We've been Goffed

Late last month Phil Goff spoke to the United Nations general assembly in New York. He spoke, as politicians are wont to do these days, about terrorism and how we, the free nations of the world, must work together to stop terrorists wherever they may emerge

Late last month Phil Goff spoke to the United Nations general assembly in New York. He spoke, as politicians are wont to do these days, about terrorism and how we, the free nations of the world, must work together to stop terrorists wherever they may emerge.

One paragraph from his speech stuck in my mind:

“In combating terrorism, however, we should avoid undermining the very values we are seeking to uphold. The fight against terrorism should not become an excuse to justify actions that do not conform to international standards of humanity.”

You’ve got that right, Phil. The fight against terrorism should not be an excuse for limiting an individual’s freedom. If we do that, we’re helping the terrorist achieve his or her goal. I don’t want to change my lifestyle because of terrorist threats. That would be an admission of defeat, in my opinion.

But it’s not that simple, is it? Earlier this month Goff spoke in Parliament about the counter-terrorism bill he was introducing for its second reading.

Here’s what he said this time round: “[The bill] establishes a requirement to assist computer access in the course of a warranted police search, by providing reasonable and necessary access information such as the computer password.”)

If you own or operate a computer of any kind, your right not to incriminate yourself has been removed.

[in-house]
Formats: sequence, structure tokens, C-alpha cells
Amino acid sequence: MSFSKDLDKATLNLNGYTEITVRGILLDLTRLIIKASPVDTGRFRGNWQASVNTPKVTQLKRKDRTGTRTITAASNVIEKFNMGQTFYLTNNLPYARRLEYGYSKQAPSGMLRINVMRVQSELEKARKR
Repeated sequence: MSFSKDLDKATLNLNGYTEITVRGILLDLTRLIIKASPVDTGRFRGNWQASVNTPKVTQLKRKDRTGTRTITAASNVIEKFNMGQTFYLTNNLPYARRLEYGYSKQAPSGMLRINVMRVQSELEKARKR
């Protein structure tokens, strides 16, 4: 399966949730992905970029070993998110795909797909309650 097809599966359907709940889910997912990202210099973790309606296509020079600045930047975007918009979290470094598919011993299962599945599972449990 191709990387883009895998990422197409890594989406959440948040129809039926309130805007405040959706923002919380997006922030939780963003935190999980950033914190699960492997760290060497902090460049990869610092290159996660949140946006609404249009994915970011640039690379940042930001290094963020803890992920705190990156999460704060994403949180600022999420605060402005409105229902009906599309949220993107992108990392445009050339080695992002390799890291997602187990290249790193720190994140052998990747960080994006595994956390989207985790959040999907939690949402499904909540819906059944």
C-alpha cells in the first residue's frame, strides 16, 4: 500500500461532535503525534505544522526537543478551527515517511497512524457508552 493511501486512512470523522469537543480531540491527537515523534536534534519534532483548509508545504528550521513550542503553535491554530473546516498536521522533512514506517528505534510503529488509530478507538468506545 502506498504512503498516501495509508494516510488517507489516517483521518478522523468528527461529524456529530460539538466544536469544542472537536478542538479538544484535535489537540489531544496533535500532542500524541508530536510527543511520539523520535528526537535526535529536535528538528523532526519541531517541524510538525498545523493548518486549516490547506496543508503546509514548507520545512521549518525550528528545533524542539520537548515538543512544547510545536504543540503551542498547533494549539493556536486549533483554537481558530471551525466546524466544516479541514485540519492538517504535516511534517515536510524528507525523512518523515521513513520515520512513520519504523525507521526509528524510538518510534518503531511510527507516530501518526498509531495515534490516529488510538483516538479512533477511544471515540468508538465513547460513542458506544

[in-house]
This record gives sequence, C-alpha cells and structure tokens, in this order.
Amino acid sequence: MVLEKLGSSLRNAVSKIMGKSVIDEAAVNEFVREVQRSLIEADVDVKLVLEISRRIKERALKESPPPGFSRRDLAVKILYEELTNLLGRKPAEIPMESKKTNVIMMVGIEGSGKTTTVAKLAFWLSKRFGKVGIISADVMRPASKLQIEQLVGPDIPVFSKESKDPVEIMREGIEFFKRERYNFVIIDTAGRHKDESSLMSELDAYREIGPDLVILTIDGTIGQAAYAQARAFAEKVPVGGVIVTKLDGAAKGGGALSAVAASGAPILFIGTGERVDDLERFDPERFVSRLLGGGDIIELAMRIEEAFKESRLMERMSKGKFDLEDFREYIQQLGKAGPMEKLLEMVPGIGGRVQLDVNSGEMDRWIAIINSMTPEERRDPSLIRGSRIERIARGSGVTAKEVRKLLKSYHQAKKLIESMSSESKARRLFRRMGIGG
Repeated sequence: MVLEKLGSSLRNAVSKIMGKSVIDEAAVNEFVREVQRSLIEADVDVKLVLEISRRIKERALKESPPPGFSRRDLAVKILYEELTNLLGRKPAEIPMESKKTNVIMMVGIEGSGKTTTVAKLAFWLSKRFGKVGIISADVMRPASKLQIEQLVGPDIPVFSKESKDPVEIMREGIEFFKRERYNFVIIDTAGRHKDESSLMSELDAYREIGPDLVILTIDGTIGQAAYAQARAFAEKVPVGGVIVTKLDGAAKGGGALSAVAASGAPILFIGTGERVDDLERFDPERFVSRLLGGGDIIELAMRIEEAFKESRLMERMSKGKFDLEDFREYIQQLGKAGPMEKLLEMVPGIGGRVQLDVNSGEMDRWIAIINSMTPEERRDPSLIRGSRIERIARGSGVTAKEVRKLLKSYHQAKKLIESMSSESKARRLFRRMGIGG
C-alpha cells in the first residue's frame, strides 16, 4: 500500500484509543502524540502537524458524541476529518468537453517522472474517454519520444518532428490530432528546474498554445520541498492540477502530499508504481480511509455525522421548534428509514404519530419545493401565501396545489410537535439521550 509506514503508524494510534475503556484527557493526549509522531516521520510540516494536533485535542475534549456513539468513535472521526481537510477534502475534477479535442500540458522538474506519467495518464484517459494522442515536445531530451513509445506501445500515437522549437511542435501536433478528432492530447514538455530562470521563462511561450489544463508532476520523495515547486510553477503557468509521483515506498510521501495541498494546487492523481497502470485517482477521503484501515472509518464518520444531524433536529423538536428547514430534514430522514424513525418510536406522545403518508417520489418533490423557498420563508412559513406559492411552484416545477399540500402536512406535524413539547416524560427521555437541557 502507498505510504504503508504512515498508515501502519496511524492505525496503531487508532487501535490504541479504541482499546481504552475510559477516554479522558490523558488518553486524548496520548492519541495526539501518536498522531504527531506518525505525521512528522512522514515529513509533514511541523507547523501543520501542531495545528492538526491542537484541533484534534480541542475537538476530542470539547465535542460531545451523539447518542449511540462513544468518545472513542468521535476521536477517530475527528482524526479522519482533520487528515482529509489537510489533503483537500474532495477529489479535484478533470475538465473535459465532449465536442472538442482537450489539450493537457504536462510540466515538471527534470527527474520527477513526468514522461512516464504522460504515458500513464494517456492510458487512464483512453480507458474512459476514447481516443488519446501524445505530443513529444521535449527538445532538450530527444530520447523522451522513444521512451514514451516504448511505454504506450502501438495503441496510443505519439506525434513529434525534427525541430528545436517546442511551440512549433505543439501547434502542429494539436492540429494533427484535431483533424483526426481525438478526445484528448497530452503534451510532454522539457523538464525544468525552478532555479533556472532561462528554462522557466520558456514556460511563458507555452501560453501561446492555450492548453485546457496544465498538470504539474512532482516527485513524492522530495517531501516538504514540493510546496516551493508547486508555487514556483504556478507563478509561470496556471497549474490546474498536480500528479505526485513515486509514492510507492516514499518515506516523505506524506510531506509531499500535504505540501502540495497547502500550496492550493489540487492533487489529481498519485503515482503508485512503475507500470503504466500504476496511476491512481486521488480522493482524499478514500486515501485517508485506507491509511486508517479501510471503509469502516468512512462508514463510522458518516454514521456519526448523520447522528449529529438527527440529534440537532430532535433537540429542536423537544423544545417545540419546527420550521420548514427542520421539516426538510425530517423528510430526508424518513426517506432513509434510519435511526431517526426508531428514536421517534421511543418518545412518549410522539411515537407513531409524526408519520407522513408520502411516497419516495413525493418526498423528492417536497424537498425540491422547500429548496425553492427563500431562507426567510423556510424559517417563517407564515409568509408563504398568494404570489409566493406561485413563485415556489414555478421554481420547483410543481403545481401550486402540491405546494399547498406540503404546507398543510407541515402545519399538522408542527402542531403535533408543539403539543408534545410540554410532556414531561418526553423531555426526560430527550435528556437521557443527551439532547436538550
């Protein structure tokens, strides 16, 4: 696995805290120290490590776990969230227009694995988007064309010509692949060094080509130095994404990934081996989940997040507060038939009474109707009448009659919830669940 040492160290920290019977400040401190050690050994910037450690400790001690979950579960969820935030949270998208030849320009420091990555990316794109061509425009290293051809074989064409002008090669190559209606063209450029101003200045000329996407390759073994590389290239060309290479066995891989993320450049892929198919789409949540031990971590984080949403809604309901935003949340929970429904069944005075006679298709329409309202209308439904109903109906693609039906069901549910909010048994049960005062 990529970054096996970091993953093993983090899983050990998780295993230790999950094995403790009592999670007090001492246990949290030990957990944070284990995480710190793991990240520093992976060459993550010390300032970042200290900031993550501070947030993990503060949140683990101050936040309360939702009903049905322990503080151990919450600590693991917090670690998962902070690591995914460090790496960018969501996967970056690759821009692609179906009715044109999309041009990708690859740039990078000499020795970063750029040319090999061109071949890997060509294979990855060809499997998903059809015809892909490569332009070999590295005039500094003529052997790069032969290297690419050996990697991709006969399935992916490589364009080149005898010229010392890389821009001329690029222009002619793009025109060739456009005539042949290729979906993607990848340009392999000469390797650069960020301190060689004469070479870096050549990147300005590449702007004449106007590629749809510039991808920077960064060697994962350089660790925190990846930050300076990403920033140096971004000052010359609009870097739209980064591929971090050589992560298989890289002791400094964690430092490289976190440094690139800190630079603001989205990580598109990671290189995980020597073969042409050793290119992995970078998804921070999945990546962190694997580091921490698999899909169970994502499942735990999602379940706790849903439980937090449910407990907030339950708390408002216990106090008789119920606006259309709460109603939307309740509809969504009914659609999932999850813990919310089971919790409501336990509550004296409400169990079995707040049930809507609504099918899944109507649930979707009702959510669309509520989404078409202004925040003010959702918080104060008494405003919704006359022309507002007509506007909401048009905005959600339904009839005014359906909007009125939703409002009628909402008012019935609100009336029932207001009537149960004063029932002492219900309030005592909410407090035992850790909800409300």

Here’s how it used to be: the police turn up with a warrant to search your home. You stand to one side and say “Knock yourselves out, coppers” and they go through your house. If they find what they’re looking for, good on them. If they don’t, tough. You aren’t required by law to help them search, you’re not required by law to assist them in any way other than letting them in through the front door.

Once this bill is passed, however, the security services will be able to point to your PC, laptop, handheld, server and possibly even your cellphone (why not? It’s got a chip in it) and say “Aha! You will assist us in accessing this device or face three months in jail”. If they’ve got a warrant I’m happy to hand over the PC, I’m happy to switch it on for them and I’m happy to let them look around. Why is it that now I’m supposed to help them understand just what it is that’s on the PC? I don’t have to show them the hidey-hole under my floorboards or give them the combination to my wall safe; why are computers different?

Here’s an example to show how wrong this law is: you and I have a falling out, so I send you dozens of encrypted files (they can be anything — my shopping list if I like). You look at them and can’t open them so you delete them. Meanwhile, I’ve dobbed you in to the local cop shop as being a terrorist/paedophile/encrypter of data. You get a visit from the constabulary who find them on your hard drive and demand you decrypt the files. Of course you can’t, so you’re nicked.

This law won’t be applied to just terrorist activities; it will be applied to all criminal laws. If you own or operate a PC the terrorists have just scored a tremendous victory over your way of life.

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